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Peristiwa kebakaran hutan dan lahan gambut yang baru-baru ini terjadi di Indonesia meninggalkan jejak kerusakan yang sangat dahsyat. Kebakaran hutan, yang mencapai puncak pada bulan Maret serupa dengan krisis kabut asap Juni 2013, menghasilkan kabut asap berbahaya dalam jumlah yang sangat besar. Hal ini mengakibatkan ditutupnya ratusan sekolah dan beberapa bandara lokal, serta mungkin telah mengakibatkan gangguan pernapasan kepada lebih dari 50.000 orang.

Baca versi bahasa Inggris di sini.

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Three reasons explain why investors should include sustainability considerations in their decisions, and why doing so is compatible with fiduciary responsibility.

Andrew Steer's recent travels resonated a common narrative: our current, high-carbon path is not only bad for our planet—it’s bad economics, too. He also witnessed how, at three levels—political, analytical, and practical—global momentum is building for a low-carbon future.

The UN has announced that March 21 be recognized as the International Day of Forests. In tandem with the celebration of forests worldwide, is an awareness that we are still losing forests and trees much faster than they can regrow.

Many people are working to reverse tree cover loss in the world’s largest remaining forests. But several hugely important deforestation hotspots are still flying under the radar. These forest areas are seeing alarming trends and/or have lost much of their tree cover. We are using the latest data from Global Forest Watch, an online forest monitoring and alert system, to dive deeper into some under-reported deforestation hotspots.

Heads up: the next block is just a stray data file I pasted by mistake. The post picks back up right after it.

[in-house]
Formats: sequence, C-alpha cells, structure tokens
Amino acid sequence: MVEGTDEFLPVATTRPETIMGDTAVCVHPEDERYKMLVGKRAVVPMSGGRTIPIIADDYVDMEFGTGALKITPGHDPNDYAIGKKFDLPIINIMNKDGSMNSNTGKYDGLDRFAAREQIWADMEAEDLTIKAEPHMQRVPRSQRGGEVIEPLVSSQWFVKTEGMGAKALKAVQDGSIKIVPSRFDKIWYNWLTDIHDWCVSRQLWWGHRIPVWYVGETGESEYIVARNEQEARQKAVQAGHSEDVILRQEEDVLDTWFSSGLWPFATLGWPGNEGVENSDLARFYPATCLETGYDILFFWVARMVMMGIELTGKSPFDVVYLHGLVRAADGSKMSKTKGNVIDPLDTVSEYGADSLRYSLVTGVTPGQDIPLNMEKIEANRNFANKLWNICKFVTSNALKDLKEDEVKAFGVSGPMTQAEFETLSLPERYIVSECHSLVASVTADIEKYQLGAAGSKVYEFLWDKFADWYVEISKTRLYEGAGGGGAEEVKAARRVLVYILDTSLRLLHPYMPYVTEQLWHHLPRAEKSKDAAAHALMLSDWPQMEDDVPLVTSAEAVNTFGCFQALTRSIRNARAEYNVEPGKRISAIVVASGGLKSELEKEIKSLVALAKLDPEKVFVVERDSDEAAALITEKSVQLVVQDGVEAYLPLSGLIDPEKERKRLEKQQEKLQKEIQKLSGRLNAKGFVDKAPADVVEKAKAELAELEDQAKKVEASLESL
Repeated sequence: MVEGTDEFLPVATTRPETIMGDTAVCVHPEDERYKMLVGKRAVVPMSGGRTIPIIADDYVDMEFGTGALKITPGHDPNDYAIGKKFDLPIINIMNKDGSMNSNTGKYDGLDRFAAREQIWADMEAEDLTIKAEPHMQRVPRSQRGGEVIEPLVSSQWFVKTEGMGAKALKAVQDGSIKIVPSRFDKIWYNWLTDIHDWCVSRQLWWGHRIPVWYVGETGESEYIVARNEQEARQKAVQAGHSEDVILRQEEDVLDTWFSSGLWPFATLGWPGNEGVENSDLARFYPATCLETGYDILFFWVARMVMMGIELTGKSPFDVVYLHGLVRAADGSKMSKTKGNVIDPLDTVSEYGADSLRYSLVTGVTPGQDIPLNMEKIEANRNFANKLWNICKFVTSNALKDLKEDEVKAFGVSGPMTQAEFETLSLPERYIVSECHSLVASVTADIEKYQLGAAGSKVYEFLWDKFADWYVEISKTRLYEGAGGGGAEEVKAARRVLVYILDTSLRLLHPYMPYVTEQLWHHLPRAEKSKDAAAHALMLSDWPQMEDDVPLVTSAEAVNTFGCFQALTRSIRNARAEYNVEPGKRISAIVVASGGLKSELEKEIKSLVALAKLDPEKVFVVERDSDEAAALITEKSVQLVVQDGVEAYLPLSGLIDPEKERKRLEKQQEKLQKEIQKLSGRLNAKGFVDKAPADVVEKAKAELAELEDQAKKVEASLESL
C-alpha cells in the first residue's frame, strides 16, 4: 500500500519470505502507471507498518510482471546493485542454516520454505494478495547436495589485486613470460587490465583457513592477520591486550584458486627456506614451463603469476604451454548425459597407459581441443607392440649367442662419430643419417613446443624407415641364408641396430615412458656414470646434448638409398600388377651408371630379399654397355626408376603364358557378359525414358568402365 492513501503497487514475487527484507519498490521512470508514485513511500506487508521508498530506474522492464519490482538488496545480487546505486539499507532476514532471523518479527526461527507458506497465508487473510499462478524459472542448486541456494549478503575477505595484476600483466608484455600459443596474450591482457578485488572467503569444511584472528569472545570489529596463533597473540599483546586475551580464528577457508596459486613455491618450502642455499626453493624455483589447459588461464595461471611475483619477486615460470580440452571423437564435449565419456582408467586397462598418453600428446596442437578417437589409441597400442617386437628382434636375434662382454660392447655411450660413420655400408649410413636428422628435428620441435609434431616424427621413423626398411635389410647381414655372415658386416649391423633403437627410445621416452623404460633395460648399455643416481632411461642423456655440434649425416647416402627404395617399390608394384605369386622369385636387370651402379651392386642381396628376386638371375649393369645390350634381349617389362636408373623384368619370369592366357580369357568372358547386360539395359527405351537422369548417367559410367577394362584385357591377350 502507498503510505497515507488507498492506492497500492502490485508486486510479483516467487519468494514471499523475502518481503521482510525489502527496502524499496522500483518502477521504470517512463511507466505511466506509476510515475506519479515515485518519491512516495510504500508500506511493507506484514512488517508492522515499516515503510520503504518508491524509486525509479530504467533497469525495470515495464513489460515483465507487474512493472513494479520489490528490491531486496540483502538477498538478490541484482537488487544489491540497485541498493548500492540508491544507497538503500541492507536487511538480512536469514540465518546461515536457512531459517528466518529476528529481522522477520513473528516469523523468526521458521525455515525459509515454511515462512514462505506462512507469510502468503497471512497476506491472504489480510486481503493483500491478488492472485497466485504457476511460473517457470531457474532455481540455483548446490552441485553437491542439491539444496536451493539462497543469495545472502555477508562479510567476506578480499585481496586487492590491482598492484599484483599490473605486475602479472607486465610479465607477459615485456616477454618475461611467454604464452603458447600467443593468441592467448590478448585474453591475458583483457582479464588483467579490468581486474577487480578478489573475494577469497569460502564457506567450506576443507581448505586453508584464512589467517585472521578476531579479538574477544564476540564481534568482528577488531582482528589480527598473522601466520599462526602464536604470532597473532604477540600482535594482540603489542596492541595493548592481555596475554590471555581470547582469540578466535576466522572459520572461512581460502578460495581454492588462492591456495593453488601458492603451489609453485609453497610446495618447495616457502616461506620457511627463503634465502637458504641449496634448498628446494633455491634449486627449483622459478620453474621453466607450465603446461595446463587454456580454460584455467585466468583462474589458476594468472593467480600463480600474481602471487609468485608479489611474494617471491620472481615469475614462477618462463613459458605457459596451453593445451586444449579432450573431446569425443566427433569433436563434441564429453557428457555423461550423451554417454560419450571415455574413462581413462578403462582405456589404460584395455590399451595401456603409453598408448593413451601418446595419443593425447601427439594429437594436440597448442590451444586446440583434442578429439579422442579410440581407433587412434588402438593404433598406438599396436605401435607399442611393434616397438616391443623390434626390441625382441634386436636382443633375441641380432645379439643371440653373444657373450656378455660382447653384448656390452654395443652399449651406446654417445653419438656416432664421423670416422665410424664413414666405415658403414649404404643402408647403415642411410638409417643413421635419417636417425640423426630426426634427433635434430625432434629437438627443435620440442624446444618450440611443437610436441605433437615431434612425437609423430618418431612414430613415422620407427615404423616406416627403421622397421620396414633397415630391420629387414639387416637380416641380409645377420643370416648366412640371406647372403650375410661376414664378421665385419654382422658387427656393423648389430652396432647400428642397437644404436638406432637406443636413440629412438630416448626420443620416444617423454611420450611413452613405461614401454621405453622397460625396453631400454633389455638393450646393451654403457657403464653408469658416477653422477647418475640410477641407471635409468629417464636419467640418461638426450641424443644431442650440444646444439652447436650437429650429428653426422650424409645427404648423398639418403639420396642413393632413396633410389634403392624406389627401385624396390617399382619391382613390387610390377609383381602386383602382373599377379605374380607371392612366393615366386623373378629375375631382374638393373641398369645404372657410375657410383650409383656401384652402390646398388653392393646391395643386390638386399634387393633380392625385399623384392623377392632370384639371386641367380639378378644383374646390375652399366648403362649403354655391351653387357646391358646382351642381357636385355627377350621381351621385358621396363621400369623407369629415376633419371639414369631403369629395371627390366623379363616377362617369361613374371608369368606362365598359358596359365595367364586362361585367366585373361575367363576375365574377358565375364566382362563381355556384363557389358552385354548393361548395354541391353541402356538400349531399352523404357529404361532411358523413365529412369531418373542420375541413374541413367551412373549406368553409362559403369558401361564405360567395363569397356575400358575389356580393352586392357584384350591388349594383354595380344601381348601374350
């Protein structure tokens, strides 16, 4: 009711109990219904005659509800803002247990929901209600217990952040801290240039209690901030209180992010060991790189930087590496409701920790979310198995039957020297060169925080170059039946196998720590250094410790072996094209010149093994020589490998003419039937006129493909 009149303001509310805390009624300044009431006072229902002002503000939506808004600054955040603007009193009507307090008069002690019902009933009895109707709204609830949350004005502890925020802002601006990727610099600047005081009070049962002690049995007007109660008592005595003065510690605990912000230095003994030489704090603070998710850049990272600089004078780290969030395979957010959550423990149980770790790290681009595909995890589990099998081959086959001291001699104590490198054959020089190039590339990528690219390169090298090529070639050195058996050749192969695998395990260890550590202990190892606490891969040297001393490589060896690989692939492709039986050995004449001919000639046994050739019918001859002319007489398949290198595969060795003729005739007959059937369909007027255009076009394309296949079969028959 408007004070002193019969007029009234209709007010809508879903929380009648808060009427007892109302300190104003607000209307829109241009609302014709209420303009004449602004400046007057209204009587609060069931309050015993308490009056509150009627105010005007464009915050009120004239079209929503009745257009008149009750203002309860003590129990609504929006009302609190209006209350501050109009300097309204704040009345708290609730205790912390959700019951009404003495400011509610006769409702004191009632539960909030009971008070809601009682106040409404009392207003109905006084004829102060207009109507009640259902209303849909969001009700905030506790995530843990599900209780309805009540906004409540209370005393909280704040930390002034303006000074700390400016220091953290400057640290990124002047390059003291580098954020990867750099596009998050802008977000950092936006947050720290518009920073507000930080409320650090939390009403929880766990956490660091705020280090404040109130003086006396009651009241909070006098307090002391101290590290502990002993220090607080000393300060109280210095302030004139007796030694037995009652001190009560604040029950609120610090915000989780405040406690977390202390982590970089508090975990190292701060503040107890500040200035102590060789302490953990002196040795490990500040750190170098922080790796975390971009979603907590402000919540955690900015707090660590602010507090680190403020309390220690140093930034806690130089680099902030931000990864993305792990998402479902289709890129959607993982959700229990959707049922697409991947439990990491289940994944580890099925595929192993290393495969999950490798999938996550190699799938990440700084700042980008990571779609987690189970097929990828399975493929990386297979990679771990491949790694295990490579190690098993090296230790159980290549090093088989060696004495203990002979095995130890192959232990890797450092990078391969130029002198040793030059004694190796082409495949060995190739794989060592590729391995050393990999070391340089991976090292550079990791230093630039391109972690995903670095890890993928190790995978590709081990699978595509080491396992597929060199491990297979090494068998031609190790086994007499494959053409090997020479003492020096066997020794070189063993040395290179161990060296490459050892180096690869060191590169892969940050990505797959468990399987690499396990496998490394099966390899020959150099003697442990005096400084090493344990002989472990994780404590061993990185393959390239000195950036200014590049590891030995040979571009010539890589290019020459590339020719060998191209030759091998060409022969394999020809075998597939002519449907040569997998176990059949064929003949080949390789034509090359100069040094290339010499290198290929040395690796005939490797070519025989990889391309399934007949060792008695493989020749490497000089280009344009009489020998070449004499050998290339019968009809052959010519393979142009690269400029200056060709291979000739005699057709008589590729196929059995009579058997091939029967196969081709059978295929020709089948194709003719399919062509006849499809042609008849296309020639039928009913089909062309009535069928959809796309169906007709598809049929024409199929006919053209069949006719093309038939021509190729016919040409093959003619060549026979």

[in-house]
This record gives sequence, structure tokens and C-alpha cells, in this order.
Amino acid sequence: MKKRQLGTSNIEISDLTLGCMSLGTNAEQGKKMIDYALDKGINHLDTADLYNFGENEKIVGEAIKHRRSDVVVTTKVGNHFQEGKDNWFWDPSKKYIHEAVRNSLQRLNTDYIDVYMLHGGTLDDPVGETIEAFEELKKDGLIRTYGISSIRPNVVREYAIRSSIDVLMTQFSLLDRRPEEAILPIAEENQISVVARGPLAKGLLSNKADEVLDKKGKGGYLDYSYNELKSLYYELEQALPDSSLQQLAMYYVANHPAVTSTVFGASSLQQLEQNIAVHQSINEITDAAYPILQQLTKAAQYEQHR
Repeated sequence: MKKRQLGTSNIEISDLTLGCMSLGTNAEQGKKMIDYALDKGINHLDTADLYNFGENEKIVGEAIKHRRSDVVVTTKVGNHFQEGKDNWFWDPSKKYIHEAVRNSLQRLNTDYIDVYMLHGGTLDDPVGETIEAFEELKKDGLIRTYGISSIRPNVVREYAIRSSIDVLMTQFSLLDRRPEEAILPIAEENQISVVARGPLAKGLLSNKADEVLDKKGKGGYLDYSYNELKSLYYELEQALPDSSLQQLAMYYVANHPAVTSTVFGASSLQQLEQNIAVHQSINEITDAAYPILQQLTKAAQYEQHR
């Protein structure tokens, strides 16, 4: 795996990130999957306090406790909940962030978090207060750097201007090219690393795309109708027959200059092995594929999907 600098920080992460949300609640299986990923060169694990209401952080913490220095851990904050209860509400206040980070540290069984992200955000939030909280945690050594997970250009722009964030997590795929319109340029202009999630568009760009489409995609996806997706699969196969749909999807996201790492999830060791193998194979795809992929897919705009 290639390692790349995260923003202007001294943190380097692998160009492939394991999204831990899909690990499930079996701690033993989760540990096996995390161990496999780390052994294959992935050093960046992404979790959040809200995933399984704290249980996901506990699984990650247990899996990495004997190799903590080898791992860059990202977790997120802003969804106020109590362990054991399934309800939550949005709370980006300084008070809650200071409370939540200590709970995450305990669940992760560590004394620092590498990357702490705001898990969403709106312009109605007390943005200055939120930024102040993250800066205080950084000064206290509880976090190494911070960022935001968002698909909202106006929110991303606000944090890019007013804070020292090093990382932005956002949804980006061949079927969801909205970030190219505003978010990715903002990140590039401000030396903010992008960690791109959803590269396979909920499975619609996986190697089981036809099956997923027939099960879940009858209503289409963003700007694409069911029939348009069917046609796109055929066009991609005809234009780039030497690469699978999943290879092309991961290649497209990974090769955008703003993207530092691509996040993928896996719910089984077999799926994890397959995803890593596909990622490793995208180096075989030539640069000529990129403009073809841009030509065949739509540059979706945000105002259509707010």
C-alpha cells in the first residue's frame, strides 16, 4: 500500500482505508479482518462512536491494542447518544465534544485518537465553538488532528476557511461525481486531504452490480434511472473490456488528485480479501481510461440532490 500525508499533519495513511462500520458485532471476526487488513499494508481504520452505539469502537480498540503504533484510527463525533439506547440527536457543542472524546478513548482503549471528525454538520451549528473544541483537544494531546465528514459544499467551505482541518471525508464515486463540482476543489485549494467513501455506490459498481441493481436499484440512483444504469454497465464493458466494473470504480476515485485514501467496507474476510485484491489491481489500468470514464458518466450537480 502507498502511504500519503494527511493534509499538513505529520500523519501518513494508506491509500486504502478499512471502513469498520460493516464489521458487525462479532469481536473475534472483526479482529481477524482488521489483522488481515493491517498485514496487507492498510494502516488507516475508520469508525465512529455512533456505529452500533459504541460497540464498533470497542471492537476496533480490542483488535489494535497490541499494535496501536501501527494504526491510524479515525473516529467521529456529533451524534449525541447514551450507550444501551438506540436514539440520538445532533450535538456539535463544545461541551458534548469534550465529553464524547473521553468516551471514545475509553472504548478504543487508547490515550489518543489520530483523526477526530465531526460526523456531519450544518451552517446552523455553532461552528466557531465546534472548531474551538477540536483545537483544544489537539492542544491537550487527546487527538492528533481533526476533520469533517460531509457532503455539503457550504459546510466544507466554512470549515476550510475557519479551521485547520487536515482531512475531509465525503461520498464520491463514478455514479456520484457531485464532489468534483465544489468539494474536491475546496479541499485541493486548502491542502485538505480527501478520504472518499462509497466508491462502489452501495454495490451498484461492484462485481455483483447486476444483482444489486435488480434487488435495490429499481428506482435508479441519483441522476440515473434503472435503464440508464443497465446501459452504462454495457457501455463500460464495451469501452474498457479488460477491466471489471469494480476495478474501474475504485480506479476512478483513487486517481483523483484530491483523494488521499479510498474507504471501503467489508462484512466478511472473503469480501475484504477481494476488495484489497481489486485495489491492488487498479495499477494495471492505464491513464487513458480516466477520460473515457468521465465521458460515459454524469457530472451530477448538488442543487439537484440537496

Di awal Maret 2014, kebakaran hutan dan lahan gambut di provinsi Riau, Sumatera, Indonesia, melonjak hingga titik yang tidak pernah ditemukan sejak krisis kabut asap Asia Tenggara pada Juni 2013. Hampir 50.000 orang mengalami masalah pernapasan akibat kabut asap tersebut, menurut Badan Penanggulangan Bencana Indonesia. Citra-citra satelit dengan cukup dramatis menggambarkan banyaknya asap polutan yang dilepaskan ke atmosfer, yang juga berkontribusi kepada perubahan iklim.

Clearing land for timber and agriculture is likely to blame for Indonesia's latest bout of fires. According to data from Global Forest Watch—a new online system that tracks tree cover change, fires, and other information in near-real time—roughly half of these fires are burning on land managed by oil palm, timber, and logging companies—despite the fact that using fire to clear land is illegal in Indonesia.

With Global Forest Watch, everyone from business executives to policymakers to indigenous groups can find out what’s happening in forests around the world—and use this information to take action. Now that we have the ability to peer into forests around the globe, a number of telling stories are beginning to emerge.

Learn more about how you can make your own map, here.


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